In 1992, the Agency for Health Care Policy and Research
(AHCPR) released its first guideline on urinary incontinence. Since then
the guideline has become the standard of care for incontinence in many
settings across the country.
This update of the guideline reflects new findings in
the rapidly changing field of treatment for urinary incontinence. To
develop the update, AHCPR convened a multidisciplinary private-sector
panel of physicians, nurses, allied health professionals, and health care
consumers to study the effectiveness of diagnostic and treatment
procedures for urinary incontinence, their costs, and how they affect
The results of this research show that incontinence can
be improved, and in some cases, even cured. Anecdotal evidence shows that
long-term care facilities that have adopted the guideline have improved
the quality of life of their patients and saved money at the same time.
What Is Urinary Incontinence?
Urinary incontinence (UI), or the unintentional loss of
urine, is a problem for more than 13 million Americans—85 percent of
them women. Although about half of the elderly have episodes of
incontinence, bladder problems are not a natural consequence of aging, and
they are not exclusively a problem of the elderly.
Incontinence has several causes. Women are most likely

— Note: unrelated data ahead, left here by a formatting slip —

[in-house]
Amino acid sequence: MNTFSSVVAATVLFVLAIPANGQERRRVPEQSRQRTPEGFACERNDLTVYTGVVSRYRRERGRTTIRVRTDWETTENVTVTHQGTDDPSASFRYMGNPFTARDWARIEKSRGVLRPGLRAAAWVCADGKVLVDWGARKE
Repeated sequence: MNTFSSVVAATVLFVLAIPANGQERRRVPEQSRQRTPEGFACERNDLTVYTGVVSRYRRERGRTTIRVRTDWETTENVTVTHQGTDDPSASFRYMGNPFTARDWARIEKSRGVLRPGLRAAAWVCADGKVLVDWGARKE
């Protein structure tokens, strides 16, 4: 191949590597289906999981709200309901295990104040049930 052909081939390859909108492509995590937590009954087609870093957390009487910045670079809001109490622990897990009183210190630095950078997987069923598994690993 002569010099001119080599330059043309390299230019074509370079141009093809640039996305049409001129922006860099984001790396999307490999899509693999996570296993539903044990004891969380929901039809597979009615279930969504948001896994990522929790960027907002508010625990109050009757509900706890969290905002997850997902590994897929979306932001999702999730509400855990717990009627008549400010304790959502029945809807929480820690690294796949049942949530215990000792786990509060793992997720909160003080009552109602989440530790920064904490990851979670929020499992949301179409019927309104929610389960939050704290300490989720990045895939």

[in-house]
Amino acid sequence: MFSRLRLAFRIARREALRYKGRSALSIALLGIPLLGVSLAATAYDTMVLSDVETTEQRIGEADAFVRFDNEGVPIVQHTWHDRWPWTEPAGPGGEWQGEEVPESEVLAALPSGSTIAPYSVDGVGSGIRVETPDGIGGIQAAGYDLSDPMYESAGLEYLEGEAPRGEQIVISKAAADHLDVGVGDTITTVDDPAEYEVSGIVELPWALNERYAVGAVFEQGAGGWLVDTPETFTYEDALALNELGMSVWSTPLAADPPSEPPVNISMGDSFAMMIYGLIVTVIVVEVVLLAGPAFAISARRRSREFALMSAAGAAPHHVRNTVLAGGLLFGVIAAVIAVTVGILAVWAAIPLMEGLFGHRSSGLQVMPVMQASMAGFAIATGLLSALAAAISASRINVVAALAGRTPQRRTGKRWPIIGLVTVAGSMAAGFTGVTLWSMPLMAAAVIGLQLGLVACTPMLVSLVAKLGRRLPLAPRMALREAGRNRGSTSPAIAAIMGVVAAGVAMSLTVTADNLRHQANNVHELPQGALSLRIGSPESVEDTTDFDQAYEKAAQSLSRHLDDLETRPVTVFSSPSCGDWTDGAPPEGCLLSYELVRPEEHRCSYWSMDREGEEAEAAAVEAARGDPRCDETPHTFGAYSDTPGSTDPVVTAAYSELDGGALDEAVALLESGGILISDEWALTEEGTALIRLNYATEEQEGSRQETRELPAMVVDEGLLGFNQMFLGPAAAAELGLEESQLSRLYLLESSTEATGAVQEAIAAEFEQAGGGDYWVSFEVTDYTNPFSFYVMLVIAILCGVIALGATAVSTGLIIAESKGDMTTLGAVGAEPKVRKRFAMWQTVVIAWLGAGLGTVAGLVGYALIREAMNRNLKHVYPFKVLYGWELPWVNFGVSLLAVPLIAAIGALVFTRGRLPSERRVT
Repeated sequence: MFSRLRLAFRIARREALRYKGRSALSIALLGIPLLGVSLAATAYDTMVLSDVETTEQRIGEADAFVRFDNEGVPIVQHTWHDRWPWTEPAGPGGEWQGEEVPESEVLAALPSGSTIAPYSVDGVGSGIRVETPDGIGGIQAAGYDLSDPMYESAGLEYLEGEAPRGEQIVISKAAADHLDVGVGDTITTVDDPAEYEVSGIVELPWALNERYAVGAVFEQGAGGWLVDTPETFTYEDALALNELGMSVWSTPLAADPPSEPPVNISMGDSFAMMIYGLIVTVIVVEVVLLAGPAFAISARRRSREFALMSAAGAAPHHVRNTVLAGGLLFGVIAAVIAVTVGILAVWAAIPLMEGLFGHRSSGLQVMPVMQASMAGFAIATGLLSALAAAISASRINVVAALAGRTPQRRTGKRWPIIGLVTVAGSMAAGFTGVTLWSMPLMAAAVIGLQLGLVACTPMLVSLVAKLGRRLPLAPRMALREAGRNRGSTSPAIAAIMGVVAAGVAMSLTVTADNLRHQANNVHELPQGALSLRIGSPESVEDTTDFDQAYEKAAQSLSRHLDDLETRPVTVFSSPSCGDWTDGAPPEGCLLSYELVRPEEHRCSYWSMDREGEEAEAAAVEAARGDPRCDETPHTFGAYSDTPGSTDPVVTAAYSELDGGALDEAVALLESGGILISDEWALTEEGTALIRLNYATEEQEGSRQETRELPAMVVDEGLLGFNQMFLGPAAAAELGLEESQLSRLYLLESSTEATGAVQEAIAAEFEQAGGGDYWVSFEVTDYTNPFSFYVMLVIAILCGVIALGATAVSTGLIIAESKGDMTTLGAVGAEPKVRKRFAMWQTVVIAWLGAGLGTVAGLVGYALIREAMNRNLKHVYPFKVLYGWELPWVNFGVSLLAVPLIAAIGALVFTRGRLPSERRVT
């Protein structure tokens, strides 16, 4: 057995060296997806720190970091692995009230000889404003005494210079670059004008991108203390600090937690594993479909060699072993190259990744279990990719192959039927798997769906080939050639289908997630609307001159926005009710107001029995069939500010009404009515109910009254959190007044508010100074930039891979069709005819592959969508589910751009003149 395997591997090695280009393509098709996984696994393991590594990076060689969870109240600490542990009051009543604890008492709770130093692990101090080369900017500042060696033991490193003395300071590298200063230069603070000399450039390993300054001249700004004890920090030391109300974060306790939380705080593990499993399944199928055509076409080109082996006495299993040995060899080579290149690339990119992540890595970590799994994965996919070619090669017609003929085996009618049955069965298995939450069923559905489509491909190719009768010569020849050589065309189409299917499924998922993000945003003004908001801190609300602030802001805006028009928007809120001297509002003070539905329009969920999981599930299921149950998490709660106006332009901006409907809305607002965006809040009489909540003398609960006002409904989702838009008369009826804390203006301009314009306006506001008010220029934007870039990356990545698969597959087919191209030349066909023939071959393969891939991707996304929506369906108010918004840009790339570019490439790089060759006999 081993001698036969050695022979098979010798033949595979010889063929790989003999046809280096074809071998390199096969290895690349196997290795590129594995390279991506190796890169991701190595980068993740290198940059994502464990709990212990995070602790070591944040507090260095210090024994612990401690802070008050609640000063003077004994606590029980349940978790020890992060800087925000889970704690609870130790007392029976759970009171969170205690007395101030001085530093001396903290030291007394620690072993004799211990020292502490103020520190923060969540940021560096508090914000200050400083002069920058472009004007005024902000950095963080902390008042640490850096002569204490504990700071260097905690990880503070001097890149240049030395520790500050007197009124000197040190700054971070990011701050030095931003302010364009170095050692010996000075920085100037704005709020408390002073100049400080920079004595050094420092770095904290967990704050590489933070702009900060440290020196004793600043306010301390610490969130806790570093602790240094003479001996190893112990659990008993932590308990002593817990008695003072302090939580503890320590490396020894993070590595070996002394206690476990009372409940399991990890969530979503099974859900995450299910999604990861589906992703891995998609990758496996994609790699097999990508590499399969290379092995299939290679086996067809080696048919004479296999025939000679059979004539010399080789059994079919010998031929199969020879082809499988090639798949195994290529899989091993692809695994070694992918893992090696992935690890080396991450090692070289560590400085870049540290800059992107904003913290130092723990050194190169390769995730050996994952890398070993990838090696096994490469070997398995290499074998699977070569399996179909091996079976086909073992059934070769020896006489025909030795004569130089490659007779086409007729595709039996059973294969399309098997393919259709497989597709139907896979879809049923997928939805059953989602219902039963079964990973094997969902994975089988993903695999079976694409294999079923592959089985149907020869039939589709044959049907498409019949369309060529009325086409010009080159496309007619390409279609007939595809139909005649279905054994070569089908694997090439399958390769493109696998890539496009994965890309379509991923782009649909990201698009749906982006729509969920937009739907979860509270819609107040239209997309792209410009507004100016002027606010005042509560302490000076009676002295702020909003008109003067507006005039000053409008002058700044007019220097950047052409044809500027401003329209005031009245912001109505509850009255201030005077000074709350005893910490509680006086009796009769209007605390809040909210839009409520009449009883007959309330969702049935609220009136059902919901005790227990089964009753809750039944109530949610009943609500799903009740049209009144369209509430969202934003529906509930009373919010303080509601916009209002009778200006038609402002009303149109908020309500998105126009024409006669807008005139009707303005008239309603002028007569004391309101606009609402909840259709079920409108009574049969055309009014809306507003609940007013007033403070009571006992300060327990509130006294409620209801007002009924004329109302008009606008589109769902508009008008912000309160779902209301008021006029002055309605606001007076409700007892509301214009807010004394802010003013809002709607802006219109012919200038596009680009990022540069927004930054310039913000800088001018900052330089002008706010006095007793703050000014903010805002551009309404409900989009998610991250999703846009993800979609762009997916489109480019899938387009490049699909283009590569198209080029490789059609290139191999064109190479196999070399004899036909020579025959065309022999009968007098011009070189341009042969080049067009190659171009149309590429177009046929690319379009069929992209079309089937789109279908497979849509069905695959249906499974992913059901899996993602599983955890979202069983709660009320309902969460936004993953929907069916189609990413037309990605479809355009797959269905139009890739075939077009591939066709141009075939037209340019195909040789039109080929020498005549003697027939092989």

to develop incontinence either during pregnancy and childbirth, or after
the hormonal changes of menopause, because of weakened pelvic muscles.
Older men can become incontinent as the result of prostate surgery. Pelvic
trauma, spinal cord damage, caffeine, or medications including cold or
over-the-counter diet tablets also can cause episodes of incontinence.
But even though urinary incontinence can be improved in
8 out of 10 cases, fewer than half of those with bladder problems ever
discuss the condition with their health care professional. The condition
often goes untreated.
Facts About Incontinence
13 million Americans are incontinent; 11 million
1 in 4 women ages 30-59 have experienced an episode
50% or more of the elderly persons living at home
or in long-term care facilities are incontinent.
$16.4 billion is spent every year on
incontinence-related care: $11.2 billion for community-based programs
and at home, and $5.2 billion in long-term care facilities.